While the brands under attack now addressed their stance on Xinjiang cotton some time ago, the sudden targeting seems to be in retaliation for the ratcheting up of tensions over the issue. At the start of the year, the U.S. government stated that Beijing’s repression of Uighur and other Muslims in the region constituted a “genocide” and banned the import of the material into the U.S. unless it can be traced otherwise.
The U.S., Canada, the U.K. and the European Union coordinated this week for the first time to condemn the country’s alleged human rights violations toward Xinjiang’s Uighur minority and launched sanctions on some Chinese government-affiliated individuals. On Monday, the American Apparel & Footwear Association, Footwear Distributors and Retailers of America, National Retail Federation, Retail Industry Leaders Association and the United States Fashion Industry Association called “to end the campaign of oppression against Uyghurs and other ethnic Muslim minorities” in China.
Meanwhile, pro-Xinjiang cotton hashtags — Xinjiang’s snow [pure] white cotton, Xinjiang cotton can barely meet China’s demand alone, and Chinese sportswear brand Li Ning puts cotton made in Xinjiang on its labels as proof for premium quality — were also trending.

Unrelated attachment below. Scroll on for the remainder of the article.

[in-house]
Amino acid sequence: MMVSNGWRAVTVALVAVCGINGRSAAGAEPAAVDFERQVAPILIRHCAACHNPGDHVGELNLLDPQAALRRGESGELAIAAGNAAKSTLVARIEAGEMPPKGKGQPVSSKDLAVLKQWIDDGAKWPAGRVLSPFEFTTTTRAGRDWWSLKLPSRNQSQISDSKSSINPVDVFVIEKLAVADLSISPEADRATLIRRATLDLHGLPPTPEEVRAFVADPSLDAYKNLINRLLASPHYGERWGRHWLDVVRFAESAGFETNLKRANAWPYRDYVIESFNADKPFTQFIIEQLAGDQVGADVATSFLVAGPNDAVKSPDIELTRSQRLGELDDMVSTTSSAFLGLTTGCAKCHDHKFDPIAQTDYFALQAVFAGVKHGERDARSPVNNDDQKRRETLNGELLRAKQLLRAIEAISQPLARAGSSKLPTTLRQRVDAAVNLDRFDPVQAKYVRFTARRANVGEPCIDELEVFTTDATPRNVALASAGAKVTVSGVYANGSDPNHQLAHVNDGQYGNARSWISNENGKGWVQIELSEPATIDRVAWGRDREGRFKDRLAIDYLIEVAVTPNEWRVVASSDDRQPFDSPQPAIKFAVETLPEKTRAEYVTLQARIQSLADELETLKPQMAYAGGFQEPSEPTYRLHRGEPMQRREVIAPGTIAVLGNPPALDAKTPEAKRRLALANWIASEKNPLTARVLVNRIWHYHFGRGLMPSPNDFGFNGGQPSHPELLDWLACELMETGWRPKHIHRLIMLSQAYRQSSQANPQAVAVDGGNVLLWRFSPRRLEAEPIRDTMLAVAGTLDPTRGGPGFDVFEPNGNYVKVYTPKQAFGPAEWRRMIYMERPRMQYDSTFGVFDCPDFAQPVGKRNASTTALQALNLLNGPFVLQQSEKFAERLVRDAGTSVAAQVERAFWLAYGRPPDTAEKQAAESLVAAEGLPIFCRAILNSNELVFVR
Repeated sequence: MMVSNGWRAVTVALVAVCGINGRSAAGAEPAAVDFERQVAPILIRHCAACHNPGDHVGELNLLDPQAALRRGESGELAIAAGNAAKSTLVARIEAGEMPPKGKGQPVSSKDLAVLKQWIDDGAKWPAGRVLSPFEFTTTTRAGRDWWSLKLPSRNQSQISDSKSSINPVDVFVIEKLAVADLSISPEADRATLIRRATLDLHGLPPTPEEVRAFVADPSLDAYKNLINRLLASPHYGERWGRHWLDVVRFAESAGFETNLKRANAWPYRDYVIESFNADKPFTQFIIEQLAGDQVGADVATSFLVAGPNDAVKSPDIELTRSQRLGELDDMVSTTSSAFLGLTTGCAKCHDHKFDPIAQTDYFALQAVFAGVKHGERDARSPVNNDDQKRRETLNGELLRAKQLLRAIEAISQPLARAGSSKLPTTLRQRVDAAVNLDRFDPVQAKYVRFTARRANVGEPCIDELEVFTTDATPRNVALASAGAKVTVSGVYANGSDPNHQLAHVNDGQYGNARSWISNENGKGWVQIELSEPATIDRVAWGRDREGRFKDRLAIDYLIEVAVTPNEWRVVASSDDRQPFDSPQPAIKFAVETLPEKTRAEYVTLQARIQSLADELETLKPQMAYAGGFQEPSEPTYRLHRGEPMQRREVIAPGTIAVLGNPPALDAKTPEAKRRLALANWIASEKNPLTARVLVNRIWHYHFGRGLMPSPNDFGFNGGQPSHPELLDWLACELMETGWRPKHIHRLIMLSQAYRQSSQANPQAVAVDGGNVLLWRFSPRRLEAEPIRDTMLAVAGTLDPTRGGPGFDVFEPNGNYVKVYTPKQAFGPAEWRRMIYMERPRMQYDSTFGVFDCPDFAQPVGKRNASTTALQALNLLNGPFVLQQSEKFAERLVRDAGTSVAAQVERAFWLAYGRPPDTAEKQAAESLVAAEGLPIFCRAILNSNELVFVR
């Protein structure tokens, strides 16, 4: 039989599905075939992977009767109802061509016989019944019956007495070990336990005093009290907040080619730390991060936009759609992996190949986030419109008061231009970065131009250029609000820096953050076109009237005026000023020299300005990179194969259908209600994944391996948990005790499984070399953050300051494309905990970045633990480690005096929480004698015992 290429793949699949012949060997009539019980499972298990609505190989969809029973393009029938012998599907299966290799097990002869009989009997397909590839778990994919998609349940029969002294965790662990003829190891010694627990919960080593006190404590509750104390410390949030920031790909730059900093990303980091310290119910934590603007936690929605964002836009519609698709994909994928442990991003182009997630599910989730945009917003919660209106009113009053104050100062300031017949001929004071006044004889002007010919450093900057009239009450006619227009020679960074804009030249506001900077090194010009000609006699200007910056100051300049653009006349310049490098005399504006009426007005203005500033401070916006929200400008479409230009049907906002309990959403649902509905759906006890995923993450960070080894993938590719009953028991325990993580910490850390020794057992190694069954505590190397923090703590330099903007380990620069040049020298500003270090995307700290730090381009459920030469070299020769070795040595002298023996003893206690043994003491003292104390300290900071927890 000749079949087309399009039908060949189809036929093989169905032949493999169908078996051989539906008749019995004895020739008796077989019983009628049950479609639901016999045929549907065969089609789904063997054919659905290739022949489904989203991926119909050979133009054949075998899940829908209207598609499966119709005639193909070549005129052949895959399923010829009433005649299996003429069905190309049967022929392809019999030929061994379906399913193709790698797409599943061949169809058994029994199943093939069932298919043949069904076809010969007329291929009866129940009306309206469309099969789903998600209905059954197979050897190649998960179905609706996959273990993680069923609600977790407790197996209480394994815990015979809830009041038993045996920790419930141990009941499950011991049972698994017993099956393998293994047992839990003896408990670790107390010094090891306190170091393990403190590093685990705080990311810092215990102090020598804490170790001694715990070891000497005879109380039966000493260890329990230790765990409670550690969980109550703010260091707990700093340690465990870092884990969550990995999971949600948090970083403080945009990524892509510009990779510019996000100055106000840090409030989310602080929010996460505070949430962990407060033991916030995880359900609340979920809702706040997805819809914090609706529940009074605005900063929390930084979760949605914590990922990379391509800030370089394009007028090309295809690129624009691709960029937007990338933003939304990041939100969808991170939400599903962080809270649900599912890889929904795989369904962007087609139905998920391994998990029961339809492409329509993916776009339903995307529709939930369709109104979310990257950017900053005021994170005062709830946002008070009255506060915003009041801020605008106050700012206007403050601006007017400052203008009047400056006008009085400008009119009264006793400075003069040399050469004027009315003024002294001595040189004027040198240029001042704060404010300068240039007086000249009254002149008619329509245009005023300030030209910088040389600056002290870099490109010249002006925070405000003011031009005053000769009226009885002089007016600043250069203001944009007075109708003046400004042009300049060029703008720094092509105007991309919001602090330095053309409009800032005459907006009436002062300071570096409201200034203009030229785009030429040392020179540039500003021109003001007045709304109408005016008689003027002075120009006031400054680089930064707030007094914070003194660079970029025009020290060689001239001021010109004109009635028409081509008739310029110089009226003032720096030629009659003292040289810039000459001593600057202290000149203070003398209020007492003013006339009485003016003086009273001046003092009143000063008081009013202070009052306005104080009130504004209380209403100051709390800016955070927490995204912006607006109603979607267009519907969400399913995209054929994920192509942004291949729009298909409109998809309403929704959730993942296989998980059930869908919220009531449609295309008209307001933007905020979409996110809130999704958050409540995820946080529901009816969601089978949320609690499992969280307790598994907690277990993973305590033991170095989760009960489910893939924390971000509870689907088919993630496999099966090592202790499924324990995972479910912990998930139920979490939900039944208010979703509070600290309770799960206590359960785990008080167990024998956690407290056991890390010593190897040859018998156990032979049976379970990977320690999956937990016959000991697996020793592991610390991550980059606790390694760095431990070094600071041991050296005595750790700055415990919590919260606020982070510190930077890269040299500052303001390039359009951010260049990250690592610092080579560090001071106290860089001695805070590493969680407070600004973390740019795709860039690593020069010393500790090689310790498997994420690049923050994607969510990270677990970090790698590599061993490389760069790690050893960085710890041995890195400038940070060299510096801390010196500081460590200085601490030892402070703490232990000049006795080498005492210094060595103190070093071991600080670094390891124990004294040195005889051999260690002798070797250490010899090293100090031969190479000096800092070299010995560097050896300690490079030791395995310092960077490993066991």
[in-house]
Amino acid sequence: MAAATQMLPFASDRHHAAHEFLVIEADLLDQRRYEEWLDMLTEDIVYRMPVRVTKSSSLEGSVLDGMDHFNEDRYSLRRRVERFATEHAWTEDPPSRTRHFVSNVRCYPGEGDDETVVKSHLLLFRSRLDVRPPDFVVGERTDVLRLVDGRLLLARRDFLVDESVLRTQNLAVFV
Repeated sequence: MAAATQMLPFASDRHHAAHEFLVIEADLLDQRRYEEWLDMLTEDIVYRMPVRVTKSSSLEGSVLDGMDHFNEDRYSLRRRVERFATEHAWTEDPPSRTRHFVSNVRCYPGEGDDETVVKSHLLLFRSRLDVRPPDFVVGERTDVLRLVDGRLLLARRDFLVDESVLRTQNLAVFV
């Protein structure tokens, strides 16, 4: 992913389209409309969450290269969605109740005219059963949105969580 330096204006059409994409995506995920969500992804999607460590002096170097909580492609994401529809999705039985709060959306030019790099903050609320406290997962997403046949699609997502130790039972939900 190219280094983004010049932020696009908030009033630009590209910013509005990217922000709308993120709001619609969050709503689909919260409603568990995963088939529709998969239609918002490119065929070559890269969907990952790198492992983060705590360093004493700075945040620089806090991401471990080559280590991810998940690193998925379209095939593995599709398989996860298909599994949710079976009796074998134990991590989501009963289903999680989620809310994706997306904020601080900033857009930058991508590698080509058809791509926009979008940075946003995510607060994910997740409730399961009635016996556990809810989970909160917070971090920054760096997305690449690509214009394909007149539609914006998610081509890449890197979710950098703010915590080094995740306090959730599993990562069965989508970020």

At the same time, Chinese sportswear group Anta announced it is withdrawing from the Better Cotton Initiative, saying the organization’s recent statement is “seriously concerning.”
“We have always sourced and used cotton from China’s cotton-producing regions, including Xinjiang cotton, and will continue to source and use Chinese cotton in the future,” the brand added.
Japanese slow-living retailer Muji added Xinjiang cotton as a keyword in its product descriptions across its e-commerce channels on Wednesday evening in response to the recent furor.
Hugo Boss put out a statement on Thursday night, saying the company “upholds its insistence on producing and manufacturing high-quality products, using fabrics from all over the world, including raw materials from major production areas in China,” including Xinjiang cotton.
“Over the years, we have always respected the one-China principle and firmly defended the sovereignty and territorial integrity of the country. We have established long-term cooperation with many outstanding Chinese companies and will continue to do so. Xinjiang long-staple cotton is one of the best in the world and we believe that quality raw materials will realize value. We will continue to purchase and support Xinjiang cotton,” it added.